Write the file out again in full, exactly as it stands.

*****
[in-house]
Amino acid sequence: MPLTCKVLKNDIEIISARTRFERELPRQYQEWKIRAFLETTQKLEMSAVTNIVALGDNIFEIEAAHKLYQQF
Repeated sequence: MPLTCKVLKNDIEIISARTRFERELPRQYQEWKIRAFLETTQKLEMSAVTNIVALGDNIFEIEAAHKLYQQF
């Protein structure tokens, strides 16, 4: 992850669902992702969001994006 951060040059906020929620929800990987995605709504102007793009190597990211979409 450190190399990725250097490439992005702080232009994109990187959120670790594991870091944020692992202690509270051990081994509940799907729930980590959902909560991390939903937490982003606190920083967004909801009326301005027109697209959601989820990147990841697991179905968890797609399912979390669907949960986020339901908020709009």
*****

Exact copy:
[in-house]
Amino acid sequence: MPLTCKVLKNDIEIISARTRFERELPRQYQEWKIRAFLETTQKLEMSAVTNIVALGDNIFEIEAAHKLYQQF
Repeated sequence: MPLTCKVLKNDIEIISARTRFERELPRQYQEWKIRAFLETTQKLEMSAVTNIVALGDNIFEIEAAHKLYQQF
């Protein structure tokens, strides 16, 4: 992850669902992702969001994006 951060040059906020929620929800990987995605709504102007793009190597990211979409 450190190399990725250097490439992005702080232009994109990187959120670790594991870091944020692992202690509270051990081994509940799907729930980590959902909560991390939903937490982003606190920083967004909801009326301005027109697209959601989820990147990841697991179905968890797609399912979390669907949960986020339901908020709009």